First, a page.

Killing and Getting Dressed

July 24, 2022

It’s interesting that in the contrasting lists in Colossians 3, the contrast is not between mortification and giving life, but between mortification (3:5) and getting dressed (3:12). I suppose the reason for this is that while we must kill the deeds of the old man, we do not in fact give life to the marks of the Spirit. That life comes from God himself.

Of course, the mortification section does also speak of divestment/getting undressed (apekduomai) of sin, 3:9. This is a link not only to the contrast of being dressed in vv 12ff, but also to what the Messiah accomplished on the cross, where he accomplished the removal (apekdusis, stripping off, undressing) of the body of the flesh (somatos tês sarkos), 2:11. We can mortify the old man, because the elements of the stoicheia were put to death in him; and we can strip off the old man, because the Messiah has already stripped off the body of flesh. Our mortification is an outworking of the accomplishment of Jesus on the cross.

Another interesting feature in Colossians 3 is that in both the “sin list” and the righteousness” list there is one articular item (something like a the rather than just a general reference to a characteristic) that gets explanation/epexegetical treatment. In 3:5, Paul refers to tên pleonexian (the covetousness/avarice), “which is idolatry,” and in 3:14, he climaxes the virtue list with “above all, tên agapên (the love), which is the bond of teleiotêtos (completeness, maturity, perfection). It’s fascinating to ask whether those two particular characteristics are intended to be specifically contrasted. Certainly, covetousness or even idolatry is not the first thing that comes to mind when we are looking for a contrast to love. Yet there are ways in which it is an apt juxtaposition. Pleonexia seeks its own, while agape seeks the other. Moreover, in comparing the old fallen kosmos, we note that the action of Adam and Eve is one of pleonexia, whereas in 1 Corinthians 13, Paul describes agapê as the eternal virtue, and thus (as here) the hallmark of the new creation (the heaven-and-earth kosmos).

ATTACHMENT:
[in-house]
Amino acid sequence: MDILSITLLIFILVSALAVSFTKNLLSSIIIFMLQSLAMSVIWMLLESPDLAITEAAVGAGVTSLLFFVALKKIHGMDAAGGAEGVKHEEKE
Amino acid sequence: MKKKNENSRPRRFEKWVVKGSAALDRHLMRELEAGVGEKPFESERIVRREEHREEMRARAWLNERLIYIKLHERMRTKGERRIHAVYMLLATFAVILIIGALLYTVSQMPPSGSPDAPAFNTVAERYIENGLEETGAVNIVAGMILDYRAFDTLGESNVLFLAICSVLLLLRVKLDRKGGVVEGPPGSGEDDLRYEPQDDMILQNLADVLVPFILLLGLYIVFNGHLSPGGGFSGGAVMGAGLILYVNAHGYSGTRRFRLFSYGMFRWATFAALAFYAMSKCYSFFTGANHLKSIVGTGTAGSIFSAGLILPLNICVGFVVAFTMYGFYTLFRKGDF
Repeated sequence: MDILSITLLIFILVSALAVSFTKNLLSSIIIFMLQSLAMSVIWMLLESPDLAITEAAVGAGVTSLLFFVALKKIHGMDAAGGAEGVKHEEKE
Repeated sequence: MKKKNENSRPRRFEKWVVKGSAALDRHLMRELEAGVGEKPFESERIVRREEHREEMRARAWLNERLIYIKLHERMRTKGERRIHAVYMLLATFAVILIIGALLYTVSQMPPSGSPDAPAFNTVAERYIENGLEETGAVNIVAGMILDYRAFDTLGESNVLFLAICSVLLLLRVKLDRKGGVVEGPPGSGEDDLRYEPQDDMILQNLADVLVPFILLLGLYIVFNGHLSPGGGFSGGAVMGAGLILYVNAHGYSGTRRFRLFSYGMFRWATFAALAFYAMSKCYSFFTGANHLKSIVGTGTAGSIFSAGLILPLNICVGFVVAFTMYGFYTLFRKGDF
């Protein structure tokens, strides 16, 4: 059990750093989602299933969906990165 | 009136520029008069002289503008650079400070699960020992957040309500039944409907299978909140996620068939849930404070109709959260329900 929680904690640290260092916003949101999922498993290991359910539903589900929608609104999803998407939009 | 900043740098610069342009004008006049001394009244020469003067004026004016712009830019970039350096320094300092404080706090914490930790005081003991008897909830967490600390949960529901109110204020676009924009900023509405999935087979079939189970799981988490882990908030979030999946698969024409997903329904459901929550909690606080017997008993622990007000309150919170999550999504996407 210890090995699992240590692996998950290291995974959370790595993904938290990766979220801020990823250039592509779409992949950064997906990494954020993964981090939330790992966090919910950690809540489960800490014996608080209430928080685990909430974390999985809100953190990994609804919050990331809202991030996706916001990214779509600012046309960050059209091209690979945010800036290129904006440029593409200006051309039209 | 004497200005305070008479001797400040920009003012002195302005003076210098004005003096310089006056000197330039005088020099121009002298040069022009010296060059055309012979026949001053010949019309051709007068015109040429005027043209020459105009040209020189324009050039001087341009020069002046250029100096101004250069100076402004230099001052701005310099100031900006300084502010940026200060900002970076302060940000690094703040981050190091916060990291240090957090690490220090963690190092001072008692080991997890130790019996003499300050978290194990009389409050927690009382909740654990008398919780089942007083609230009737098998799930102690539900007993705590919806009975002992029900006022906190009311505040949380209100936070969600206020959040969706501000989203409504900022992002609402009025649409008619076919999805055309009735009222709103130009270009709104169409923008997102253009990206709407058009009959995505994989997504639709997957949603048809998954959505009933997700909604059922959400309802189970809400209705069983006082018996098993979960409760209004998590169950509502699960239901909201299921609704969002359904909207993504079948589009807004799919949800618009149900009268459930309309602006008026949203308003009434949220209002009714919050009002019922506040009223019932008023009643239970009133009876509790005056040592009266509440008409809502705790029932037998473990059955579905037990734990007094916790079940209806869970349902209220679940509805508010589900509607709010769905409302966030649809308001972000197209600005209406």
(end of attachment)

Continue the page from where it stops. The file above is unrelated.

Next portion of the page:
It would also be pertinent to discuss Philippians 2, which implicitly contrasts the grasping of Adam over against the obedient loving service of the Messiah Jesus, whose self-giving is the very embodiment of agapê (cf Phi 2:1).

I do wonder whether we reflect deeply enough upon the matter of covetousness or avarice. As Paul himself says, it is form of idolatry and it stands in definitive antithesis to the new creation.